The excitement in the air was palpable, accompanied by an undercurrent of nervous energy, and the knowledge that there was only one chance to get this right. Days like this don’t come along very often – ones that are the culmination of over two years of emotional rollercoasters and hard work.

Auckland Zoo is undergoing the biggest redevelopment in its near 100-year history in the Zoo’s new South East Asia Jungle Track and part of this has involved building a world class habitat for the orangutans and siamang. Amy Robbins, Team Leader of Primates, personally travelled the world exploring and hand-picking from the best primate habitats that exist today, to create her vision for our beautiful Bornean Orangutans – Charlie, Melur, and Wanita.


Our orangutans return to Auckland!

We follow primate team leader Amy and the Auckland Zoo team as they welcome our orangutan trio back home and into their world-leading high canopy habitat

To build this incredible facility, Orana Wildlife Park in Christchurch agreed to house the orangutans alongside the gorillas in their Great Ape Centre. Auckland Zoo’s primate team wanted to ensure the orangutans experienced the same care they had received their whole lives, so to ensure continuity and consistency, the team uprooted their lives with keepers spending time living in Christchurch to enable this to happen. It’s pretty special to see two organisations coming together for the benefit of wildlife, with keepers from both zoos expressing fondness for the friendships they made, and the camaraderie they formed, and mixed emotions from coming to the end of this journey.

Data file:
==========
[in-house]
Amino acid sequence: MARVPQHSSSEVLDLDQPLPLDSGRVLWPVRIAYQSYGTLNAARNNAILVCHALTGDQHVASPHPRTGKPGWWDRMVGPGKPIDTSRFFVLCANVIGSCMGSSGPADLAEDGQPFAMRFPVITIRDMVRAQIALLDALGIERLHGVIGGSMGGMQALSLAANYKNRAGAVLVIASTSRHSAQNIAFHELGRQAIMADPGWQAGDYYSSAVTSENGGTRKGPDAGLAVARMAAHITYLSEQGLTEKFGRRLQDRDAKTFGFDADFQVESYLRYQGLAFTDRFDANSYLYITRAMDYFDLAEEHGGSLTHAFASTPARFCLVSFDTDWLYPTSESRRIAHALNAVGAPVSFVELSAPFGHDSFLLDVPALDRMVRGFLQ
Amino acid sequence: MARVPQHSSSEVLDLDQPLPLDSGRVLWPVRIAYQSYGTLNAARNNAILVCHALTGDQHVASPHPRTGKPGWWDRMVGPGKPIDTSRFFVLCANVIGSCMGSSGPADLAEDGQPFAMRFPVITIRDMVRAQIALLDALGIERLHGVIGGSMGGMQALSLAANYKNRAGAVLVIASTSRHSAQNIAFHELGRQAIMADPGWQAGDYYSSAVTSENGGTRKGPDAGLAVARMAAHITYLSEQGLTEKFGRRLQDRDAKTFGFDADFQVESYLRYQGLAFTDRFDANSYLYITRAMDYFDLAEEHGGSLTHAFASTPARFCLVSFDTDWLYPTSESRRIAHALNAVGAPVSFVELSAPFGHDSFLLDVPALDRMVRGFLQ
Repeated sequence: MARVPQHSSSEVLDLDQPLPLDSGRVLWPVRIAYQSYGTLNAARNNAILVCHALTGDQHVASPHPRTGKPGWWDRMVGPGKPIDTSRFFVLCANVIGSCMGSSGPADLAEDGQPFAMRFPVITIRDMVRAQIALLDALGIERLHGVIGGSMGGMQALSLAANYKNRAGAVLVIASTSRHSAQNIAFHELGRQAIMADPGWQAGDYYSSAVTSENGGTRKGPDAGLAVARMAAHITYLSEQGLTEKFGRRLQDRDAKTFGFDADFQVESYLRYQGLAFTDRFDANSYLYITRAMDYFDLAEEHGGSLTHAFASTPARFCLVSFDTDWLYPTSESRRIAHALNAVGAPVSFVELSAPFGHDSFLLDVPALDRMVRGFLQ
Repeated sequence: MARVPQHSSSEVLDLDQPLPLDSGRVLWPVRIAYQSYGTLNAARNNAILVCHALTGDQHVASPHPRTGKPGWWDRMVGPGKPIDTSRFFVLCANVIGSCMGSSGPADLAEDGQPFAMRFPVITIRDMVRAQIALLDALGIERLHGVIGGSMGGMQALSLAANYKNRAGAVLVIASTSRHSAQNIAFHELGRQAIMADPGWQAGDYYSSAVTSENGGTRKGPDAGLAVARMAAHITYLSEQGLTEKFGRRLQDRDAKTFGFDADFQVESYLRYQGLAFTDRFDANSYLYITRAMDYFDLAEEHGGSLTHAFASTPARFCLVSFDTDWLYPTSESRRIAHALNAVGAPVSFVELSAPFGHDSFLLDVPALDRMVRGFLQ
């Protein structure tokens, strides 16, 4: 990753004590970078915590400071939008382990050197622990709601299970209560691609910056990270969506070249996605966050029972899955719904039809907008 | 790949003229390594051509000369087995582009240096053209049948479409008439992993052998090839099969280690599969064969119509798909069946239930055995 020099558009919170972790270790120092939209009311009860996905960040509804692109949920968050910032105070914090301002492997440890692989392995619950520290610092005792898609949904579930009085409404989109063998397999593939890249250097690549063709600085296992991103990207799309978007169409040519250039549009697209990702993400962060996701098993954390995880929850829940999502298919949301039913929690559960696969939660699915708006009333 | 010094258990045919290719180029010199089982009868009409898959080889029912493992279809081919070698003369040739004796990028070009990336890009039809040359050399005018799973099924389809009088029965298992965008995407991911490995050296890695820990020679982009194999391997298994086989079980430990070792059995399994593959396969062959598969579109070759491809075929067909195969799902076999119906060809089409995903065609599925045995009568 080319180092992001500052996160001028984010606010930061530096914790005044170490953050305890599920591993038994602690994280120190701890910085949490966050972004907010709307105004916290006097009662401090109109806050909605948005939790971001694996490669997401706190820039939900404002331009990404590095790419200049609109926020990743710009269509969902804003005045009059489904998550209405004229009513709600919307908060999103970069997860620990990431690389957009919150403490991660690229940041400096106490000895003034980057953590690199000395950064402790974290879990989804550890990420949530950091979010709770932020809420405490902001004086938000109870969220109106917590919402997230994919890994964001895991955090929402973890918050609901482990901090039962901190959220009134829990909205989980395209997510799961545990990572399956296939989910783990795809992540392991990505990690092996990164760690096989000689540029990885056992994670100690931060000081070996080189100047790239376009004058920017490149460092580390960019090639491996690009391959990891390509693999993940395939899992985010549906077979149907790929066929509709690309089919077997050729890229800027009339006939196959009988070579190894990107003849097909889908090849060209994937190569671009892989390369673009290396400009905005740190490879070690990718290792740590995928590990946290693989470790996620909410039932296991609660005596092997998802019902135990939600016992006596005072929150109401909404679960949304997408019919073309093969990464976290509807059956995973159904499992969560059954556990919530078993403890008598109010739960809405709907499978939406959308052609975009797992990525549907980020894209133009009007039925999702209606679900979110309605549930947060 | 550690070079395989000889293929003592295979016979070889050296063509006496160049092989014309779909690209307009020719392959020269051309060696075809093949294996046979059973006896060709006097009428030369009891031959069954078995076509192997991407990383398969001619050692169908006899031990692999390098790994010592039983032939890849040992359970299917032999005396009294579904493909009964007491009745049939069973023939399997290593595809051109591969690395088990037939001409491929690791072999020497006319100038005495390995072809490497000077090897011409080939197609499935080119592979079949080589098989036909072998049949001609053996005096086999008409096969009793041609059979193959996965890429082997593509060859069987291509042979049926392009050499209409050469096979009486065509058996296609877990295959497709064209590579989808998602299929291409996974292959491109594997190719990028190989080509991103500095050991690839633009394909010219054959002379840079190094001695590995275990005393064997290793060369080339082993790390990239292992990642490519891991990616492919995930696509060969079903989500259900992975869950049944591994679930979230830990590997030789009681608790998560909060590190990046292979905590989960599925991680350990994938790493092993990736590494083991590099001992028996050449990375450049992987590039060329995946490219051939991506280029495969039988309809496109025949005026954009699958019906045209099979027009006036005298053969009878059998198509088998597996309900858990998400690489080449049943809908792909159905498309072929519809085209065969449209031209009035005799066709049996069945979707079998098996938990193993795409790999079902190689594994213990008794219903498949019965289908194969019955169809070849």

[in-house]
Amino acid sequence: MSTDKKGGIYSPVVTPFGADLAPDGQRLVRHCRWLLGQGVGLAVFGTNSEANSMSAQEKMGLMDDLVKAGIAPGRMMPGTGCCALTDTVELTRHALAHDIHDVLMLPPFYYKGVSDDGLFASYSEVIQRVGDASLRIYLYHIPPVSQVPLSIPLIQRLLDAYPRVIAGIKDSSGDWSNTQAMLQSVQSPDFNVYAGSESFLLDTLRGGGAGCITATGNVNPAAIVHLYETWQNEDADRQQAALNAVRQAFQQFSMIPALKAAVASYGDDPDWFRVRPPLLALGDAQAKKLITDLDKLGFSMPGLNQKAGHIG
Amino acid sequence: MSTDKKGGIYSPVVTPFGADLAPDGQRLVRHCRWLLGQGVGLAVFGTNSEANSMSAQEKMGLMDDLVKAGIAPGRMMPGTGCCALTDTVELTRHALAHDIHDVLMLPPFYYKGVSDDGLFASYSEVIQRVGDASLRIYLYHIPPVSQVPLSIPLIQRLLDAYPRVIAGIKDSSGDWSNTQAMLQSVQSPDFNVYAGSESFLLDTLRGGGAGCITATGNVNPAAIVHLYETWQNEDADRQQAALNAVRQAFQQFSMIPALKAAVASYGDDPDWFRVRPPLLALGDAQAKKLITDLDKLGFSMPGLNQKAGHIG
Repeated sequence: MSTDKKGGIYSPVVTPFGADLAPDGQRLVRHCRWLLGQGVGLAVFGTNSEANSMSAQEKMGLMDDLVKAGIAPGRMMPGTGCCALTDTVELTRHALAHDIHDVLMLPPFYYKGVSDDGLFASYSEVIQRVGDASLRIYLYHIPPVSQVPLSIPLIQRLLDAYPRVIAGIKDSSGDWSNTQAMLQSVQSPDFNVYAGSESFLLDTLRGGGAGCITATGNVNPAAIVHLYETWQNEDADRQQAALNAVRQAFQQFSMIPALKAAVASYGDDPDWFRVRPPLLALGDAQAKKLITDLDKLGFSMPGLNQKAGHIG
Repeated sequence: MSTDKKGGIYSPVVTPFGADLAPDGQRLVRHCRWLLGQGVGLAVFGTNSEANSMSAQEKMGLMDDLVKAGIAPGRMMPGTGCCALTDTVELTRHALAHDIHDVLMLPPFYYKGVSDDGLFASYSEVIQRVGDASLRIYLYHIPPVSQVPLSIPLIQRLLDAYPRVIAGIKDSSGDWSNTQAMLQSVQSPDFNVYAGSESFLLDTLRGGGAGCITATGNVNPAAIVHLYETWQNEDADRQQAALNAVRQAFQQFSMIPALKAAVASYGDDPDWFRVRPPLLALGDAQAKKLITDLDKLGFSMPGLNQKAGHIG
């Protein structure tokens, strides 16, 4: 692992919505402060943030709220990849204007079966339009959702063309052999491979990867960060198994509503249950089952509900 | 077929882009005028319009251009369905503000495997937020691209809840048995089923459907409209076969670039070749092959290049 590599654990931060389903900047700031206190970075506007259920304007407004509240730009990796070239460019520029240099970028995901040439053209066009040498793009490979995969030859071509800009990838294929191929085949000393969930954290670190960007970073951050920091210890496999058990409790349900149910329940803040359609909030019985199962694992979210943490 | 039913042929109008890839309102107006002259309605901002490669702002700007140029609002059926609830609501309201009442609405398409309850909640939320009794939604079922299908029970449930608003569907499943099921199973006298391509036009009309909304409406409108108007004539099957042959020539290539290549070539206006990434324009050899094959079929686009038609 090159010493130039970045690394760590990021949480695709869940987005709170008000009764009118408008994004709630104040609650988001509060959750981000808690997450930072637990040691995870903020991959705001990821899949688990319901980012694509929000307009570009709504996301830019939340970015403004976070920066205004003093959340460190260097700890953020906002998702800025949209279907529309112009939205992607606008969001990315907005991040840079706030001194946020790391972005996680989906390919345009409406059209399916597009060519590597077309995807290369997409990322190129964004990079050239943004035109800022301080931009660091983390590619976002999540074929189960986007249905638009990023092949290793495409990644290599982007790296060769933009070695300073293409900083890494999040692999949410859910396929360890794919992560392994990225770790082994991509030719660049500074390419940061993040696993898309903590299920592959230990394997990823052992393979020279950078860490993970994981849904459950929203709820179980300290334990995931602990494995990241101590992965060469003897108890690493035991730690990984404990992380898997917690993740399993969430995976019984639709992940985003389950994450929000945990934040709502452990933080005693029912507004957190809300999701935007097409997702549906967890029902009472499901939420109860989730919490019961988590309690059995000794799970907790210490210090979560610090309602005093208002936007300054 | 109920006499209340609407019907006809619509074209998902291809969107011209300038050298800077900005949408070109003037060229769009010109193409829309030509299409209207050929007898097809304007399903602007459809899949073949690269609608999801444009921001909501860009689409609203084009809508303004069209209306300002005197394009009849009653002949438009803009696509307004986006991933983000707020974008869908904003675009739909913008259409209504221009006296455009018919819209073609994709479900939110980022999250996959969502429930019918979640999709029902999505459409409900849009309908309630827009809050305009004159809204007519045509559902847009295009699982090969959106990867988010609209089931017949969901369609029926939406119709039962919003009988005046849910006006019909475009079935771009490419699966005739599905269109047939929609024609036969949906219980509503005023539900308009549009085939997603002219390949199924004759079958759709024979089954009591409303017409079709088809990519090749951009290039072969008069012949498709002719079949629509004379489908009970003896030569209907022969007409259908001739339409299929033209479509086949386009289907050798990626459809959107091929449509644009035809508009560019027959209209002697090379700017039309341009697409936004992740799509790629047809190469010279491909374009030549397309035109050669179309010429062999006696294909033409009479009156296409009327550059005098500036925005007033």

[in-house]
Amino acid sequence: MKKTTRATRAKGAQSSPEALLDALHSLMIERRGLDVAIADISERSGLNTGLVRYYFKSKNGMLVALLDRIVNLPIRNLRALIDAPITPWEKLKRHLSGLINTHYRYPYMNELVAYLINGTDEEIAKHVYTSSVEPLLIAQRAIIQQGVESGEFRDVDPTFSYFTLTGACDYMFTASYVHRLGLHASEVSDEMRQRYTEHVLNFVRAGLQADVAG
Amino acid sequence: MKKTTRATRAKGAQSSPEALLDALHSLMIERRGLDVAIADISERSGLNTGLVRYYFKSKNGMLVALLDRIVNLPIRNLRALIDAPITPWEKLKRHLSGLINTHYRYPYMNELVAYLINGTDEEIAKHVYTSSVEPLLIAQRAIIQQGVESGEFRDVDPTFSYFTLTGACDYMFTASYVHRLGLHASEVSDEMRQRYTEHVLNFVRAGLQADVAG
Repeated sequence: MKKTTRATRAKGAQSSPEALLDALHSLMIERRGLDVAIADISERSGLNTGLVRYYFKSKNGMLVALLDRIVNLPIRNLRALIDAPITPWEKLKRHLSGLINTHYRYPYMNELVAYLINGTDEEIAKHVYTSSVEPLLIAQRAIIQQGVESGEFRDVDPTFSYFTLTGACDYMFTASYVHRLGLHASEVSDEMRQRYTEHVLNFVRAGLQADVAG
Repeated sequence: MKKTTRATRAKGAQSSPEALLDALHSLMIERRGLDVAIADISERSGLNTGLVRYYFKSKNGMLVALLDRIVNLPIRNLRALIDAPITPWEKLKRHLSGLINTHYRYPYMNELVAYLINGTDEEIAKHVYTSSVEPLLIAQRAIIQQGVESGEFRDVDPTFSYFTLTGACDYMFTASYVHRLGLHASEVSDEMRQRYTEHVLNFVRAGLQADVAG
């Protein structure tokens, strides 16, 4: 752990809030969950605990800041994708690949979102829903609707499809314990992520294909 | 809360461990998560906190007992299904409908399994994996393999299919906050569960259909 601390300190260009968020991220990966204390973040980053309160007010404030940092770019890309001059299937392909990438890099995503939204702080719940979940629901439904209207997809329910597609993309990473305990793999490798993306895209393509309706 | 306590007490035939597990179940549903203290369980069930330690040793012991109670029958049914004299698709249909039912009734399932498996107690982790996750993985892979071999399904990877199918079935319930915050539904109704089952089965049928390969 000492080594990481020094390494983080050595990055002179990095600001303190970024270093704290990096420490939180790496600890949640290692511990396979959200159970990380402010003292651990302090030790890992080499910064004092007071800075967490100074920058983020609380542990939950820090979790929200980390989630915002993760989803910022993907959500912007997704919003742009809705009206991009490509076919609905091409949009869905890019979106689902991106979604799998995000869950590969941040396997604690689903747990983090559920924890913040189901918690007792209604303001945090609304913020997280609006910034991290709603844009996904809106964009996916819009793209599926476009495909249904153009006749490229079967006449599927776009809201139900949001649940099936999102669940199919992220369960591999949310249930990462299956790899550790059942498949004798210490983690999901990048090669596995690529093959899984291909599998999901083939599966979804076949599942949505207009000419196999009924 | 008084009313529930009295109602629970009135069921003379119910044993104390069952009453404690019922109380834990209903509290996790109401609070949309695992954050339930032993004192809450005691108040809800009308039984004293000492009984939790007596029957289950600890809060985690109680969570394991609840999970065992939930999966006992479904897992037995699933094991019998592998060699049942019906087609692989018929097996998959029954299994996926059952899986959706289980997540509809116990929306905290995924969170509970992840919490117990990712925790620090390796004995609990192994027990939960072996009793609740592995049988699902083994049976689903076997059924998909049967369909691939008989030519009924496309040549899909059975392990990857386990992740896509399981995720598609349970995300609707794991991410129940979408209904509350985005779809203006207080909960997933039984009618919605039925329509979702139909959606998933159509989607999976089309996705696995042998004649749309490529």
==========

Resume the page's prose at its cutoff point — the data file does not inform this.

Many flights, friendships, and farewells later, the day came to move everyone – including Charlie, Melur, and Wanita – back to their new exciting home. Anesthetising three orangutans to health check and move into their travel crates is a huge job which involved nearly the entire Auckland Zoo veterinary team travelling to Christchurch. They worked alongside the primate team who have built strong, trusting relationships with the orangtuans, this allows them to carry out procedures safely and quickly, like hand injecting each primate with sedatives. Apart from a slow start with Wanita not wanting to get out of bed, it ‘couldn’t have gone any smoother.'

With the orangutans comfortably in their travelling crates, and a lunchbox full of their favourite treats, half of the team said goodbye as they returned to Auckland to greet them at the other end, whilst the other half remained the ensure they still had an excellent level of care in the interim.

“I’m really proud of the way that Auckland Zoo and Orana have come together, that’s what zoos are about, working collectively for the species, or orangutans in this particular case, I’m really delighted that we’ve formed some really cool friendships as well. It has been an absolute delight and privilege for us to work with the orangutans, they are simply amazing animals.”

Rachel Mason, Manager of Exotic Species at Orana Wildlife Park

Around 15 hours later, at 3am the following morning, the NZ Post plane arrived into Auckland Airport, greeted by a tearful Amy – they were happy tears she insisted – who went over to their crates and told them how proud she was, and reassured them with her familiar, calming presence.